There are still 292,935 votes left to count by the Orange County Registrar of Voters. That does not include ballots dropped in the mail on election day or over the weekend. The Registrar still has 57,025 vote-by-mail ballots to process, 96,791 ballots from drop boxes and an estimated 129,177 ballots dropped off at vote centers.
Democrats have a lead in registered voters in the county with 682,923, compared to 602,172 for Republicans.
Aside from Congress, Orange County voters cast ballots Tuesday for three of the five seats on the county Board of Supervisors. Much attention was being focused on the race between Democratic incumbent Katrina Foley and Republican state Sen. Patricia Bates, a former supervisor. That race — which was evenly matched and too close to call early Wednesday — will decide whether Democrats have a majority on the board.
Foley told City News Service she was “cautiously optimistic.”
She said the trend for vote-by-mail and drop boxes “were in my favor, so who knows? We’ll have to wait and see what it is.”
Meanwhile, Democrat Doug Chaffee, the county board chairman, held a lead over fellow Democrat Sunny Park, while Democratic Santa Ana Mayor Vicente Sarmiento was in a dead heat with fellow Democrat Kim Bernice Nguyen, a Garden Grove councilwoman.
Orange County Republican Party Chairman Fred Whitaker said the last few election cycles have shown that Republicans have been voting late, either at vote centers or by mail, so he believes the remaining ballots will favor his party.
“We know from the last three cycles that Republicans vote late and intentionally vote late, and we had a big push to get out to the vote to get people to get their ballots in,” Whitaker said. “I’m very confident Scott Baugh wins and Pat Bates wins, and I’m pretty darn confident Brian Maryott wins too… The red wave may not have been very strong nationwide, but I think we’ve performed well here.”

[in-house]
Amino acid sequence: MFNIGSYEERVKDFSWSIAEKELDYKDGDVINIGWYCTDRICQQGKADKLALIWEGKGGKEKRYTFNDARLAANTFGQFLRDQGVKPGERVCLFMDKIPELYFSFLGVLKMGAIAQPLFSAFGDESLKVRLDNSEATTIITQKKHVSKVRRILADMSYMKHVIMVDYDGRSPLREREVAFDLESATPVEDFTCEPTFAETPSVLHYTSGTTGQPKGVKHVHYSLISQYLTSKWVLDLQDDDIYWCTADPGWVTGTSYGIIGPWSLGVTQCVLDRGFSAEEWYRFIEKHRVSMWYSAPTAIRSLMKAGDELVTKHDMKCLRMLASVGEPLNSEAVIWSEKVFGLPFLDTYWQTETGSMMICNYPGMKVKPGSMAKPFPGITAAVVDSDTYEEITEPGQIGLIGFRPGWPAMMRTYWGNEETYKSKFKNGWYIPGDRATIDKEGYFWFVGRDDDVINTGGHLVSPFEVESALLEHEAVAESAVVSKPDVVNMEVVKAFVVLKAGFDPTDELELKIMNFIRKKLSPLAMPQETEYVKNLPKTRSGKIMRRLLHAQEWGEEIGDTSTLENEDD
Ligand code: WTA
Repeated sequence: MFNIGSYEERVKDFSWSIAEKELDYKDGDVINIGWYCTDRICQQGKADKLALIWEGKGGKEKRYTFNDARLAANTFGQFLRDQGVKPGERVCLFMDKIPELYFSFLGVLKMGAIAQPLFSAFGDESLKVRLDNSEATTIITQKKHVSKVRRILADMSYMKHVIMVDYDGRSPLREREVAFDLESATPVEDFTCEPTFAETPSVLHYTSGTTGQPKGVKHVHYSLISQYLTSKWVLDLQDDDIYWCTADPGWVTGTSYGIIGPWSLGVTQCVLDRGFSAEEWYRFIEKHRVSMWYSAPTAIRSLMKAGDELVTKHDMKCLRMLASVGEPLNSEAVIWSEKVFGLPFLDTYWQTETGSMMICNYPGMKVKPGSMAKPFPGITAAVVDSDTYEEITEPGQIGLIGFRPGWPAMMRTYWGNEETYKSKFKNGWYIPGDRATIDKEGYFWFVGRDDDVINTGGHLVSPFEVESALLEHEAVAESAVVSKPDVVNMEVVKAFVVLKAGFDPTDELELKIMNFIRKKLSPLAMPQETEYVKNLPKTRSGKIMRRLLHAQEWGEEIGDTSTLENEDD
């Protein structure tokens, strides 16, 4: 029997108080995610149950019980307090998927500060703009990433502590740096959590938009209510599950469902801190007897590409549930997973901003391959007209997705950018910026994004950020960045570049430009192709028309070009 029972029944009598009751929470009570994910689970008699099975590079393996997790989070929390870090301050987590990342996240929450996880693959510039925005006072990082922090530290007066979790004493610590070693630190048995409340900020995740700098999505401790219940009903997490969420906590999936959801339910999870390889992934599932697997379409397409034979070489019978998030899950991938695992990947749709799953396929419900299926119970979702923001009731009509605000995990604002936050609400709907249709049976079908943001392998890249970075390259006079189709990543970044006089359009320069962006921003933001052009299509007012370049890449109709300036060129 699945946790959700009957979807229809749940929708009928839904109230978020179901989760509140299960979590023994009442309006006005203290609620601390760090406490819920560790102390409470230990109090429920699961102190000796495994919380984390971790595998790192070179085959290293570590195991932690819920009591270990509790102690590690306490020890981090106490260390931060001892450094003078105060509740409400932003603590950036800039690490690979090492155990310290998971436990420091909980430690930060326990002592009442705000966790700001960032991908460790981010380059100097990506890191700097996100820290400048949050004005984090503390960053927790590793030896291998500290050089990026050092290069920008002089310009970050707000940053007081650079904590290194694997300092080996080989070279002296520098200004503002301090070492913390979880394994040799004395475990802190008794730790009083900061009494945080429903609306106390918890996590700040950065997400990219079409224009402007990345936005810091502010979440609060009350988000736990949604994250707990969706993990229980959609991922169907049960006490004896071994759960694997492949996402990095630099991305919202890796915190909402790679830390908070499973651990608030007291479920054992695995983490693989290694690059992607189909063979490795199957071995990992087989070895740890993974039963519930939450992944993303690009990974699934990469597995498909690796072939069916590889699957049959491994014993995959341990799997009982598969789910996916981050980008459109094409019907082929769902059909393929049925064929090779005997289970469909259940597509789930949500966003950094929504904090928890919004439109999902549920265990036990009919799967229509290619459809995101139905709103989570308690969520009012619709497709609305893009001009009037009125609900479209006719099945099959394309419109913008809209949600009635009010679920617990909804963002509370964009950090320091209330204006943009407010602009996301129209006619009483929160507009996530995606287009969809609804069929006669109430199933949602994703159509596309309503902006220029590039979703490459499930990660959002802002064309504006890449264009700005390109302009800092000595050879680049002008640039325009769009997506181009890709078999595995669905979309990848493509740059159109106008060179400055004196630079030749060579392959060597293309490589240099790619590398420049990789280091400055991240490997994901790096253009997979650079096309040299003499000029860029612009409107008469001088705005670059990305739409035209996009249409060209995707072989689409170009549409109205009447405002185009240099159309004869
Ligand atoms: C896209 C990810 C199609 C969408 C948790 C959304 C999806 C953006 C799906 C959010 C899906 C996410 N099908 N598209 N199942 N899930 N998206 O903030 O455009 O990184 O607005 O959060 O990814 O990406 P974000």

Whitaker said from what he saw at the Registrar of Voters on Wednesday, workers were “mostly opening up bags and sorting envelopes by areas. Then they were looking at signatures.”
That process will take awhile so it might not be until Friday to get a handle on the ultimate results, Whitaker said.
Orange County Democratic Party Chair Ada Briceno said she was “very excited about making sure Democrats have the Board of Supervisors” majority.
“But I’ve got to say it’s too early to say this is what happened,” Briceno said. “We’ll see some numbers shift a little bit (Wednesday night)… While there’s a lot up in the air I’m feeling optimistic. I’m feeling much better than I did three or four days or even yesterday morning.”
UC Irvine political science professor Louis DeSipio agreed that it was too early to tell how things will shake out.
The mid-terms nationally turned out to be a status quo election as DeSipio predicted.
“It’s remarkable how little changed with the Senate and the House relative to the norms of a first-year presidential cycle,” DeSipio said. “Any concerns Democrats had about a wave or tsunami seems to have been dampened. Republicans may take the House, but we knew that nine months ago. It’ll be a narrow margin and that will create problems for (House Minority Leader Kevin) McCarthy. That affects California because he is a Californian.”
Porter “was in a nail biter four years ago and the mail ballots kept going in her direction,” DeSipio said. “So we’ll have a signal on that in the next couple of days… She could end up matching the small Democratic advantage in the end.”